Continuing my manual of TV Marketing metrics, let’s jump straight back in.
I – Interactive Advertising
With so many ad formats failing to engage – or worse, downright annoy – customers, more and more digital platforms are trialing interactive ads (IADs). In simple terms, IADs allow viewers to ‘press the red button’ or click through to a website. Options include viewing a movie trailer, ordering a sample of a product, entering a competition or simply finding out further information about a brand or product.
J – Jump Page
Similar to IADs, a jump page is a microsite that a digital viewer accesses after clicking on an ad. Although the page appears in the same format of a full webpage, it is actually a targeted ad page which displays relevant content to that viewer, and often acts as a bridge between the original content site and an advertiser’s own website. For TV ads these are commonly used in conjunction with paid search campaigns.
K – KPIs
With access to increasingly in-depth reporting processes, it is possible to set specific KPIs for TV campaigns and, using advanced tools, track viewers across many devices even after a spot has aired. TV ad performance shouldn’t just be about how many consumers saw the ad, but rather provide a more tailored, engaging experience for each individual, which will in turn increase performance over time.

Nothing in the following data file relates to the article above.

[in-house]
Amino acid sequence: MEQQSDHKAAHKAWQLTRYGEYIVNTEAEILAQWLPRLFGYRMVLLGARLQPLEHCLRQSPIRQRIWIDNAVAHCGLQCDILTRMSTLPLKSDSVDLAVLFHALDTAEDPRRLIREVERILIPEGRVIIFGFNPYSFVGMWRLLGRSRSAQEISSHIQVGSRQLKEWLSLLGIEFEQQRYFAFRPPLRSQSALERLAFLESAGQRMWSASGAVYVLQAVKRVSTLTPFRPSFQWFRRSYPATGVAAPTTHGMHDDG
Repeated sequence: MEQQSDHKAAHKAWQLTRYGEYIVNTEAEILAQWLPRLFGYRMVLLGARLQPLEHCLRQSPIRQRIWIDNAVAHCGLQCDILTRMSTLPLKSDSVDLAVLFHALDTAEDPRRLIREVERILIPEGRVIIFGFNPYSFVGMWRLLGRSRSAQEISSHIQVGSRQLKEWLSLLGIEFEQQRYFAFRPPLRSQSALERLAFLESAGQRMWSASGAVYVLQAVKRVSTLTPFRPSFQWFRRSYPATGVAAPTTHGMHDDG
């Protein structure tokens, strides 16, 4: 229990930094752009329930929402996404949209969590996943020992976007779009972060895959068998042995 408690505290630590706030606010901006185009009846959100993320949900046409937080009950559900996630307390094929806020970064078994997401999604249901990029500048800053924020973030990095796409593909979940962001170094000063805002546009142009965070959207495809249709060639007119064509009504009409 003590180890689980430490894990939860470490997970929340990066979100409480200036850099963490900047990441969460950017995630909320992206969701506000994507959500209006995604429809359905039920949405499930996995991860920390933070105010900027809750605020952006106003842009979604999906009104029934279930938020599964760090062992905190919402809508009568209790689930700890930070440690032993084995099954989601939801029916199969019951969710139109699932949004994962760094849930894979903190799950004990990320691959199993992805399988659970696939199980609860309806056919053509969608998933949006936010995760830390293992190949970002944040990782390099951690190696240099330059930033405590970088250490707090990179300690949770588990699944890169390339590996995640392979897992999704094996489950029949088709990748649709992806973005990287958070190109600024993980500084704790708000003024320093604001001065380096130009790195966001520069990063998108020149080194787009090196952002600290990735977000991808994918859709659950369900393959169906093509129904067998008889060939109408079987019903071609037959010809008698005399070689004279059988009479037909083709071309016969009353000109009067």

L – Linear
The fact remains that linear TV is still in pole position for display ad spend, accounting for 40% of total display advertising in 2018. So although digital TV platforms, such as SVOD, are increasing in popularity, marketers shouldn’t let linear slip down their priority list when planning campaigns.
M – Measurement
Measurement has changed considerably over the last few years – once restricted to metrics such as Gross Ratings Points (GRPs), advertisers can now obtain same-day and real-time insight into the impact of specific ads, largely thanks to connected viewing and simultaneous device usage and the data it creates.
N – Network
Originally, the TV industry was dominated by a handful of terrestrial networks; globally, the BBC; and in the US, the ‘Big Three’ ABC, CBS, and NBC. However, as the industry is becoming far more competitive following the rise of digital, broadcasters need a deeper understanding of TV ad performance. With providers all striving to deliver original content to today’s distracted viewers, networks need to quantify all points of consumer engagement to drive the sale of their ad inventory.
O – Over-the-Top (OTT) Content
OTT simply refers to content that doesn’t rely on TV schedules to be viewed, including programs on catch-up apps and original content from SVOD providers such as Netflix, Amazon or Hulu. Although traditional cable and satellite TV is still a vital component of the overall viewing experience, marketers need to include OTT in their strategy as today’s discerning consumers become increasingly accustomed to choosing exactly what, when and where they want to view content.
Read More: A-Z Glossary For Good TV Marketing – Part 1